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By Jeanene Harris and Erin Pittman | Photos courtesy of Volunteer Prince William
Established in 1981, Volunteer Prince William is volunteer central for the greater Prince William community.
They partner with various local nonprofits to promote volunteerism and have nearly 10,000 individuals registered on their website to browse available volunteer opportunities. Additionally, the organization casts a wide net in community support, providing disaster preparedness services, a court-ordered alternative community service program and its own charitable endeavors.
Volunteer Prince William’s Mission
“For the past 30 years, Volunteer Prince William has been building a stronger community by connecting volunteers with opportunities,” said Bridget Mullins, Executive Director of Volunteer Prince William.
VPW partners with community agencies to mobilize volunteers and resources to provide solutions for critical issues in our community. The organization believes volunteering begins with “the power of one.” Nonprofits are encouraged to advertise their volunteer needs on VPW’s website to easily reach individuals wishing to share their time and talents.
Individuals can create a free account and browse through the opportunities posted by their nonprofit partners. A quick search displays needs for community clean-up volunteers, food recovery drivers, adult literacy helpers, historic site assistants, youth tutors, dog park assistants, Girls on the Run coaches, board
members and more.
Volunteers 55 and up can take part in their RSVP — Retired and Senior Volunteer — program. RSVP encourages seniors to stay active through meaningful activities in the community. Volunteers in the program support work sites in Manassas, Manassas Park and Prince William by delivering Meals on
Wheels to homebound seniors, driving senior veterans to local doctor appointments, supporting the senior centers in Manassas and Woodbridge, assisting staff at the Novant UVA Health System medical centers in Manassas and Haymarket, and more.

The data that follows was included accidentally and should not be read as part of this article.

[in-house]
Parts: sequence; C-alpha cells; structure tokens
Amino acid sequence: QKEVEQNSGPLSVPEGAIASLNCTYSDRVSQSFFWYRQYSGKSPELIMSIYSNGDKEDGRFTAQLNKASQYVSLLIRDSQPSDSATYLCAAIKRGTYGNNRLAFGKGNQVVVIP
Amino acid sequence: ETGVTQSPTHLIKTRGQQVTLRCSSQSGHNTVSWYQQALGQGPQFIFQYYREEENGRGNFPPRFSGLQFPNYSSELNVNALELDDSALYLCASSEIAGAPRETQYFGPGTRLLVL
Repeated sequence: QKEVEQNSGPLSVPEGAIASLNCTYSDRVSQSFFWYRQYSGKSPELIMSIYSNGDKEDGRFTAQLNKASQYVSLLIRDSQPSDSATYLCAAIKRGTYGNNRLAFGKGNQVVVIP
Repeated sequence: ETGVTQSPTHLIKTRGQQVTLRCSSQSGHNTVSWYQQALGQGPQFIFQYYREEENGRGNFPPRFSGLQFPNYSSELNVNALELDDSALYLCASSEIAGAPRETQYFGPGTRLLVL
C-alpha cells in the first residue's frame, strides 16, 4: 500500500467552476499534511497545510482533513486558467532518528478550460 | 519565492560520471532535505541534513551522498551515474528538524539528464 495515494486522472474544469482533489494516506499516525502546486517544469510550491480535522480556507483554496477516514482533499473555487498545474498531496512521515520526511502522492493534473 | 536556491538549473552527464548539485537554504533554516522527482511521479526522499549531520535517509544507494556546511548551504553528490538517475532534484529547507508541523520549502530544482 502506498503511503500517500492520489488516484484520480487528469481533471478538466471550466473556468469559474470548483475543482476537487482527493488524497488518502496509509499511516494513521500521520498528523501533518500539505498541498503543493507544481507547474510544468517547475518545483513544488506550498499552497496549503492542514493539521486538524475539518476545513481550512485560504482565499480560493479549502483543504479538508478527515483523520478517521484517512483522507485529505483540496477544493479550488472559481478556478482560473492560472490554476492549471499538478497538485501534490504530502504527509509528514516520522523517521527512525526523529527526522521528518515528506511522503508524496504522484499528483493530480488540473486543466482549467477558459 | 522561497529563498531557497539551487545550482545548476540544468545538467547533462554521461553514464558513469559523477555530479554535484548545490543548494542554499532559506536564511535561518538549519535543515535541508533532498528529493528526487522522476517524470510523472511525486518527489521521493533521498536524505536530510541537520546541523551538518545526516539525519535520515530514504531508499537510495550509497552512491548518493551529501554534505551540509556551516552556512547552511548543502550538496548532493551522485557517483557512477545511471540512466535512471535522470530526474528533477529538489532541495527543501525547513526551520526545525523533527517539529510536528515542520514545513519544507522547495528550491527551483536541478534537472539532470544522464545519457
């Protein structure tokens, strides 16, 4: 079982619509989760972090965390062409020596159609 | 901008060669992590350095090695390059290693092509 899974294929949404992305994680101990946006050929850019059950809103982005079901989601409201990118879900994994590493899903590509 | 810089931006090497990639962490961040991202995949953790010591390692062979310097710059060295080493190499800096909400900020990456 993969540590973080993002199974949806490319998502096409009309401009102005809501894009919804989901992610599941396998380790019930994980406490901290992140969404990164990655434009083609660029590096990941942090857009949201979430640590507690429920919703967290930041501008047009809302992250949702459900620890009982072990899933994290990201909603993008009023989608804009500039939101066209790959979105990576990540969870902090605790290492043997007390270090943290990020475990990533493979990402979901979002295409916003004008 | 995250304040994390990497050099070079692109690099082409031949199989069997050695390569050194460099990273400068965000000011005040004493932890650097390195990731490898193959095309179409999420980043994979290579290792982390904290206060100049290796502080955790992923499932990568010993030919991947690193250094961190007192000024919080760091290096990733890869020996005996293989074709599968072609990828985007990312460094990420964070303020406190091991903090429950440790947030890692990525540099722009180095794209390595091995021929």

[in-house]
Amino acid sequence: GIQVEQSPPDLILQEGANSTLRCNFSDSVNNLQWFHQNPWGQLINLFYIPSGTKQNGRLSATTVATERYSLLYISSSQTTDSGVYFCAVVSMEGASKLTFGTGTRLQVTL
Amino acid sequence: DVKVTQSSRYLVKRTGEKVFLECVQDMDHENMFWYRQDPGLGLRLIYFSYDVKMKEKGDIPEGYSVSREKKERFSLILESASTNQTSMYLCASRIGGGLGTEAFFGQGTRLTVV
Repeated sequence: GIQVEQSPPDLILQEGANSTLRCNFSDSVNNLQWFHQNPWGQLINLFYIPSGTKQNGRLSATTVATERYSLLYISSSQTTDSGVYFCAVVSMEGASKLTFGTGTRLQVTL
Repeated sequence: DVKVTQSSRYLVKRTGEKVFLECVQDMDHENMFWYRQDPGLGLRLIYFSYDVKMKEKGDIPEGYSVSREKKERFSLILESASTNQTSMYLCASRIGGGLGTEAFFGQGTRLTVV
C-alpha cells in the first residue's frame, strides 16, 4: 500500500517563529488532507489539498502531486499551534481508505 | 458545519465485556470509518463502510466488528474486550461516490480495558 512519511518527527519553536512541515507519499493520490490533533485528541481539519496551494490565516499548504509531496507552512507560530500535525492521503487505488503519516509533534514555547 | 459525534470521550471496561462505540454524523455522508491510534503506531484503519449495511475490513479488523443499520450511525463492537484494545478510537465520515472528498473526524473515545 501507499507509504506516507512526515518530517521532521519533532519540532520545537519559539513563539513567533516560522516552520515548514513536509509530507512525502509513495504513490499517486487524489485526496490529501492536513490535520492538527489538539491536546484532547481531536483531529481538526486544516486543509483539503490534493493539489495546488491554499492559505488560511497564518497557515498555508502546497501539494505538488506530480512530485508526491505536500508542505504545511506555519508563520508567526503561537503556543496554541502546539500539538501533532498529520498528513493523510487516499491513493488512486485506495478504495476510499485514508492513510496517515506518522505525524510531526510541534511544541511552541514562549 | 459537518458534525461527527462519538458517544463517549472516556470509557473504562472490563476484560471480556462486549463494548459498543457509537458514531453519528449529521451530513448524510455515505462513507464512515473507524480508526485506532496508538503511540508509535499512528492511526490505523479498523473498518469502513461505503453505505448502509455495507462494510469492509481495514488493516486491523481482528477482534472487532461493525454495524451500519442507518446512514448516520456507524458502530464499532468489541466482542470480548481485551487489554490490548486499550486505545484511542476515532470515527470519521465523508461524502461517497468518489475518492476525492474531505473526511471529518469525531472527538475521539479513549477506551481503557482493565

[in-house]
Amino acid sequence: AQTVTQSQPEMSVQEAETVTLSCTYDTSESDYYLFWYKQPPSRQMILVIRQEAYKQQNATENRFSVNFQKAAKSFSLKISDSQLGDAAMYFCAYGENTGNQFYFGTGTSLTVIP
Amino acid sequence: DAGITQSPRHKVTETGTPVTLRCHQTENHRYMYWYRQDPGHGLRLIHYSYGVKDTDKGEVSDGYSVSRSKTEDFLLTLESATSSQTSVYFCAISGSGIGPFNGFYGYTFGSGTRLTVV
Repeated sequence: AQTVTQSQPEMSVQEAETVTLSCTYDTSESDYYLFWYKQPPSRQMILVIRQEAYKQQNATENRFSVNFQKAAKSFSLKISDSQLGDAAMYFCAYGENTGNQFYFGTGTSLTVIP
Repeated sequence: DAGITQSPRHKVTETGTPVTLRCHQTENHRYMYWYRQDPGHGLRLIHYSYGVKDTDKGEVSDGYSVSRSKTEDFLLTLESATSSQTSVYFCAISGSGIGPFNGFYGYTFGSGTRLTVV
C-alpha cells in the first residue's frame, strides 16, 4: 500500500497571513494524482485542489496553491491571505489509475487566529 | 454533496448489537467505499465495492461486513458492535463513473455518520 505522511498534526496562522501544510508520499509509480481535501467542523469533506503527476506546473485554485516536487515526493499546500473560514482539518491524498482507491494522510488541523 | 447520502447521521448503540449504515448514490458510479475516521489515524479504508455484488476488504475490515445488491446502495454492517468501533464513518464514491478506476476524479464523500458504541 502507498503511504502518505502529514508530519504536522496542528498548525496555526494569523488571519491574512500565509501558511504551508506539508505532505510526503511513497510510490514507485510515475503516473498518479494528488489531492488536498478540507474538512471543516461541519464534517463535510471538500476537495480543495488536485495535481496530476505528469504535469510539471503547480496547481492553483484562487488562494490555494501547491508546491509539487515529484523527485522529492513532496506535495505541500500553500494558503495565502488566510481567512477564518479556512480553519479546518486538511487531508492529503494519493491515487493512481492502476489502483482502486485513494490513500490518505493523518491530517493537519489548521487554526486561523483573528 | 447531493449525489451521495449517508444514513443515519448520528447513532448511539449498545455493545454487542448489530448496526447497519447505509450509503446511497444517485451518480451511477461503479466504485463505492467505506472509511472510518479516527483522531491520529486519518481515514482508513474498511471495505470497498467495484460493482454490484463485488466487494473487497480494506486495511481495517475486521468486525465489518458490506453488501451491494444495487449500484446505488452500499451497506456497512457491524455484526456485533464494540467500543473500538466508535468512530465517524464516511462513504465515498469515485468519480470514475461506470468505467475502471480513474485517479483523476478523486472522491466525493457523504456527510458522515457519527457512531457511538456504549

“In addition to providing opportunities for volunteering in the community, the agency’s most recent big impact has been with the Community Feeding Task Force,” said Jan Hawkins, program director, Greater Prince William RSVP, Volunteer Prince William. “In addition to the Food Helpline, volunteers were
recruited and assigned to assist local food pantries and the central food warehouse operated by Prince William Food Rescue.”
VPW is also well known for its annual Untrim-A-Tree program where, each year at Christmastime, they provide toys for children in need and baskets to seniors who are homebound or residing in nursing homes. This year-long effort touched 3300 children and 375 seniors in the Prince William area in 2021.
Disaster services, including emergency preparedness training and outreach to vulnerable populations, particularly in the recovery phases of disaster, also fall within their mission, as does all court-related alternative community service work in Prince William. They serve as the coordinating agency for both adult
and juvenile cases.
Organizations currently partnering with VPW are seeing great success through their relationships.